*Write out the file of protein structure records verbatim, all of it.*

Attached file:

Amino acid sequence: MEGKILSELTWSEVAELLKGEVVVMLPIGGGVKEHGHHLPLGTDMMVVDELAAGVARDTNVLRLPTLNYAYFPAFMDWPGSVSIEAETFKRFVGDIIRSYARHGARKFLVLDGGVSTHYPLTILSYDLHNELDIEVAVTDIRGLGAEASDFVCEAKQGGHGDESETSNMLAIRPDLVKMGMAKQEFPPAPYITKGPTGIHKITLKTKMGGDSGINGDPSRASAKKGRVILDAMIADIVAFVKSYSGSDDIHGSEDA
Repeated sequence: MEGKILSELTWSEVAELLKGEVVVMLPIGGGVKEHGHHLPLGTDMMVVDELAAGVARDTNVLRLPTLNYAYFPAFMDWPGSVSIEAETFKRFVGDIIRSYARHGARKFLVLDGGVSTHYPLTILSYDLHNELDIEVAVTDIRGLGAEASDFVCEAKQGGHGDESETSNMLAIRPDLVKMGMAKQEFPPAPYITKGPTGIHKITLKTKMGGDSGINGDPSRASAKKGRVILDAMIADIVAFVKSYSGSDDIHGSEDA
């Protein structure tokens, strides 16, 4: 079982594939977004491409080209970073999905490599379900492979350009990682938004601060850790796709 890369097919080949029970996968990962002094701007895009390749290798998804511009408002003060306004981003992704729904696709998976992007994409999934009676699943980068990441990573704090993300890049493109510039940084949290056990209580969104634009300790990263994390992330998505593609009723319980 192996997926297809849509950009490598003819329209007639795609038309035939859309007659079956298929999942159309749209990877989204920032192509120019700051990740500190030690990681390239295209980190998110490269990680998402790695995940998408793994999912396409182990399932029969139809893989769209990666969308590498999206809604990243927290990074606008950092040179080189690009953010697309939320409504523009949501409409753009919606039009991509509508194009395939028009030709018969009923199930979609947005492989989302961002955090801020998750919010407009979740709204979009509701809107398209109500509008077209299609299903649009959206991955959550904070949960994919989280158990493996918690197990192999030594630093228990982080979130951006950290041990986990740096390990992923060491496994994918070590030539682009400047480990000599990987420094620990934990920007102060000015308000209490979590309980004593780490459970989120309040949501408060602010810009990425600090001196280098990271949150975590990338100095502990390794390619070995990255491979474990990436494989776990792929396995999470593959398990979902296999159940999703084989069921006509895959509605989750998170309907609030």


Amino acid sequence: MEGKILSELTWSEVAELLKGEVVVMLPIGGGVKEHGHHLPLGTDMMVVDELAAGVARDTNVLRLPTLNYAYFPAFMDWPGSVSIEAETFKRFVGDIIRSYARHGARKFLVLDGGVSTHYPLTILSYDLHNELDIEVAVTDIRGLGAEASDFVCEAKQGGHGDESETSNMLAIRPDLVKMGMAKQEFPPAPYITKGPTGIHKITLKTKMGGDSGINGDPSRASAKKGRVILDAMIADIVAFVKSYSGSDDIHGSEDA
Repeated sequence: MEGKILSELTWSEVAELLKGEVVVMLPIGGGVKEHGHHLPLGTDMMVVDELAAGVARDTNVLRLPTLNYAYFPAFMDWPGSVSIEAETFKRFVGDIIRSYARHGARKFLVLDGGVSTHYPLTILSYDLHNELDIEVAVTDIRGLGAEASDFVCEAKQGGHGDESETSNMLAIRPDLVKMGMAKQEFPPAPYITKGPTGIHKITLKTKMGGDSGINGDPSRASAKKGRVILDAMIADIVAFVKSYSGSDDIHGSEDA
């Protein structure tokens, strides 16, 4: 079982594939977004491409080209970073999905490599379900492979350009990682938004601060850790796709 890369097919080949029970996968990962002094701007895009390749290798998804511009408002003060306004981003992704729904696709998976992007994409999934009676699943980068990441990573704090993300890049493109510039940084949290056990209580969104634009300790990263994390992330998505593609009723319980 192996997926297809849509950009490598003819329209007639795609038309035939859309007659079956298929999942159309749209990877989204920032192509120019700051990740500190030690990681390239295209980190998110490269990680998402790695995940998408793994999912396409182990399932029969139809893989769209990666969308590498999206809604990243927290990074606008950092040179080189690009953010697309939320409504523009949501409409753009919606039009991509509508194009395939028009030709018969009923199930979609947005492989989302961002955090801020998750919010407009979740709204979009509701809107398209109500509008077209299609299903649009959206991955959550904070949960994919989280158990493996918690197990192999030594630093228990982080979130951006950290041990986990740096390990992923060491496994994918070590030539682009400047480990000599990987420094620990934990920007102060000015308000209490979590309980004593780490459970989120309040949501408060602010810009990425600090001196280098990271949150975590990338100095502990390794390619070995990255491979474990990436494989776990792929396995999470593959398990979902296999159940999703084989069921006509895959509605989750998170309907609030």